Police should recruit guardians, not warriors
Protesters block traffic in on Dec. 9, 2015, in Chicago. (Photo: Charles Rex Arbogast)
Protesters block traffic on Dec. 9, 2015, in Chicago. (Photo: Charles Rex Arbogast)

The release of the Laquan McDonald video in November shocked the public. It launched protests against the Chicago Police Department, and calls for Mayor Rahm Emanuel and the county prosecutor to resign. Readers are grappling with issues of police accountability and ways to ensure justice. Here are some of their reflections about how to do just that.

Letter to the editor:
In recent months, routine stops by police have escalated into deadly encounters. Some have been widely publicized because they were captured on video. The videos have shown police using excessive force and tactics that prompted widespread protests. The question being asked is, has this troublesome behavior been going on all the time and is just now coming to light because of the videos?

A related issue has to do with police recruitment and training. Recent events have shown that, despite the screening process, many individuals entering the force are not suited to be guardians of the peace.

MORE: To regain trust, Chicago police have work to do

A frame grab from a dashcam video released by Chicago Police. (Photo: Chicago Police via epa)
A frame grab from a dashcam video released by Chicago Police. (Photo: Chicago Police via epa)

Some bring to the force personality defects or harbor negative feelings toward certain groups that can influence whether an encounter ends peacefully or with conflict. This is especially true in the case of a person being stopped who does not instantly obey a command and the officer has a short fuse or a quick temper. That is a recipe for escalation. Couple this with the person being stopped having their own issues with police, and one can readily see how a minor event can become a major one.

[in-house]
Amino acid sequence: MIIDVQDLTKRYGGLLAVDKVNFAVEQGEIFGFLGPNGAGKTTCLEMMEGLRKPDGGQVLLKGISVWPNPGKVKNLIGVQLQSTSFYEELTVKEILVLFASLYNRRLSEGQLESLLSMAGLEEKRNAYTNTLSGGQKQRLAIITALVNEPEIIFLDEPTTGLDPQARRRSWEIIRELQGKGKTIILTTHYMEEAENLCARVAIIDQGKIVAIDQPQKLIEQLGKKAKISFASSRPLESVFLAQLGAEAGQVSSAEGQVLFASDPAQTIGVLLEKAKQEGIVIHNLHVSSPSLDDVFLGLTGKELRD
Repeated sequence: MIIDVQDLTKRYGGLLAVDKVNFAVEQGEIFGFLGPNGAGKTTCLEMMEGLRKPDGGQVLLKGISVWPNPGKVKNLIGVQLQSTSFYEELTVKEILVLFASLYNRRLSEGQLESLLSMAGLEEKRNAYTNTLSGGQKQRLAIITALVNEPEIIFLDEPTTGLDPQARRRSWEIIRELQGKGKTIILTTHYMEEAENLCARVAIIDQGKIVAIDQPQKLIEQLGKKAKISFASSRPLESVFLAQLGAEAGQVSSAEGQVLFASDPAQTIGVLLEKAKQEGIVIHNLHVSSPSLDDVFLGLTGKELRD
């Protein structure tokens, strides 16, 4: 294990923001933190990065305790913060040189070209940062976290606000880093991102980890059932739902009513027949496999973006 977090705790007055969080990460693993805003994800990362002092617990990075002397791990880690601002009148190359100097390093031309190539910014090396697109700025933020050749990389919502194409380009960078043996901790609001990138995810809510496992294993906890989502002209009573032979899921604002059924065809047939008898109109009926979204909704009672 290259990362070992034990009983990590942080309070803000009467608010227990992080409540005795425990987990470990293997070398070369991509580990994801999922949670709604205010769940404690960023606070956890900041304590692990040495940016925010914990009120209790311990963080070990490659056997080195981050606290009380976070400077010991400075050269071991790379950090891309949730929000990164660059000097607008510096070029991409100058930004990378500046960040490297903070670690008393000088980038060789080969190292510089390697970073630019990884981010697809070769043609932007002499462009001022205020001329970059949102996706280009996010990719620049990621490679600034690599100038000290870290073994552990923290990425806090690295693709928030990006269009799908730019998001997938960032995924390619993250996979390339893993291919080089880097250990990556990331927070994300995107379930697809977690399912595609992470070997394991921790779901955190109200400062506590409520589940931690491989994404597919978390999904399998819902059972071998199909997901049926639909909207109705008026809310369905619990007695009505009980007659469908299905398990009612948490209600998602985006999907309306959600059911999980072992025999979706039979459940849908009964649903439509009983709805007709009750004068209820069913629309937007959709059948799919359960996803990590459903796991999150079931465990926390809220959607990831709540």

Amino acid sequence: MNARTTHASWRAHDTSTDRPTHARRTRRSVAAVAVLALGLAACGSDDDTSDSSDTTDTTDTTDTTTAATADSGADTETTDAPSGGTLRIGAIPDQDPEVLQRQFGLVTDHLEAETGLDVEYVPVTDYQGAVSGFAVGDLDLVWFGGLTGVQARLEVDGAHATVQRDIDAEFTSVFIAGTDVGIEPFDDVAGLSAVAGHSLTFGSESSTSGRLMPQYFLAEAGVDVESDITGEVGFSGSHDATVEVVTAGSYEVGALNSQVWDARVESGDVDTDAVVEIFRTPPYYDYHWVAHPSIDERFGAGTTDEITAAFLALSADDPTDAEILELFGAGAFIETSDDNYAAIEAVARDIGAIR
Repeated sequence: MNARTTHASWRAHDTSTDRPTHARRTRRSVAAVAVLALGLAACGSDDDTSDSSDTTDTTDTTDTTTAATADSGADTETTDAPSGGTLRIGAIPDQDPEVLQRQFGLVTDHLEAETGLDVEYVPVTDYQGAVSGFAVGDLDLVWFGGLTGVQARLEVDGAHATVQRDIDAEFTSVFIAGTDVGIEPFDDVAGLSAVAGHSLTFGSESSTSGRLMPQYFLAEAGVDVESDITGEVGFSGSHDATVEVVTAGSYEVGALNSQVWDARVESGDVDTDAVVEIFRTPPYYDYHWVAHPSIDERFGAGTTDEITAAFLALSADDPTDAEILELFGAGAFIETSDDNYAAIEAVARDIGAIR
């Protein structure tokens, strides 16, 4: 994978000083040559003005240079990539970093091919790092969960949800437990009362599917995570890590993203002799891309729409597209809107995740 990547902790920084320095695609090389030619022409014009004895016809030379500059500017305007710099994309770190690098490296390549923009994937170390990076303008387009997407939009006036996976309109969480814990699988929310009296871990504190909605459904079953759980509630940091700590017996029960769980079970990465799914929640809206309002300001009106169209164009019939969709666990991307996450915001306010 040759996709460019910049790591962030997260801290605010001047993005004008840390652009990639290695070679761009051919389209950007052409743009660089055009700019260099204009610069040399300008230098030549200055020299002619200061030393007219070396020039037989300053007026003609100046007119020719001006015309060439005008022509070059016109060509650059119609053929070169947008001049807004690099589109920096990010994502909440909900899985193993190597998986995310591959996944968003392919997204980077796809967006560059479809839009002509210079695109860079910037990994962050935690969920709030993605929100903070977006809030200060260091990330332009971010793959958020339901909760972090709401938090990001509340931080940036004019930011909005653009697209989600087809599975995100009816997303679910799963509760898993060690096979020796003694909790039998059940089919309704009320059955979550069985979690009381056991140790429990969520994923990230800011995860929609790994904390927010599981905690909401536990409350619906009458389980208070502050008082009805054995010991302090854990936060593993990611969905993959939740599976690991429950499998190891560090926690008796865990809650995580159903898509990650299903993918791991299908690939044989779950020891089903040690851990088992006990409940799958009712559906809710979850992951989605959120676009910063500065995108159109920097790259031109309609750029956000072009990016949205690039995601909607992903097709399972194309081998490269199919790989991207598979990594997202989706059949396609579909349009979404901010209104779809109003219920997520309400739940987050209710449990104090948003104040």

Going forward, the use of dashcams and body cameras has to be the order of the day. Unprofessional behavior on the part of the officer, as well as unruly behavior on the part of the person being stopped, can be determined from the videos. A police encounter not captured on a body camera and/or dashcam should result in severe punishment for the officers involved.

Although most officers carry out their duties in a professional way, the few who do not tarnish the entire force, which results in distrust by the public the police have pledged to serve and protect.

Ned L. McCray; Tinley Park, Ill.

Demonstrators march in Chicago on Dec. 9, 2015. (Photo: Scott Olson, Getty Images)
Demonstrators march in Chicago on Dec. 9, 2015. (Photo: Scott Olson, Getty Images)

Letter to the editor:
In his commentary piece “How do we identify killer cops?” Gerry Spence needs to back up and refocus his energy. What were each of the “victims” doing when the police engaged? Were drugs, theft or violence involved?

Has Spence ever been mistreated by the police? Have you? My guess is, no. Likely, he follows laws, obeys authority, uses good common sense and is a reputable citizen. He should rewind his focus on each of his sensational, albeit misleading, examples. They weren’t just bystanders. Let’s fix that behavior first.

Ed Skibinski; Florissant, Mo.

Investigation follows video

In the wake of the release of the video of the Laquan McDonald shooting in Chicago, we asked readers what they thought about the federal government launching an investigation of the Chicago Police Department.

Letter to the editor:
It would seem that the police are trained to shoot to kill rather than shoot to disarm or disable.  An injured person can recover, and if a mistake had been made there is chance for correction.  A dead person is dead!!

Warren Harris; Maryville, Tenn.

What has your experience been with law enforcement in your community? Join the conversation. Send photos or comments via Twitter using #policingtheusa or emailing letters@usatoday.com. You can also call 540-739-2928 and leave a voice message.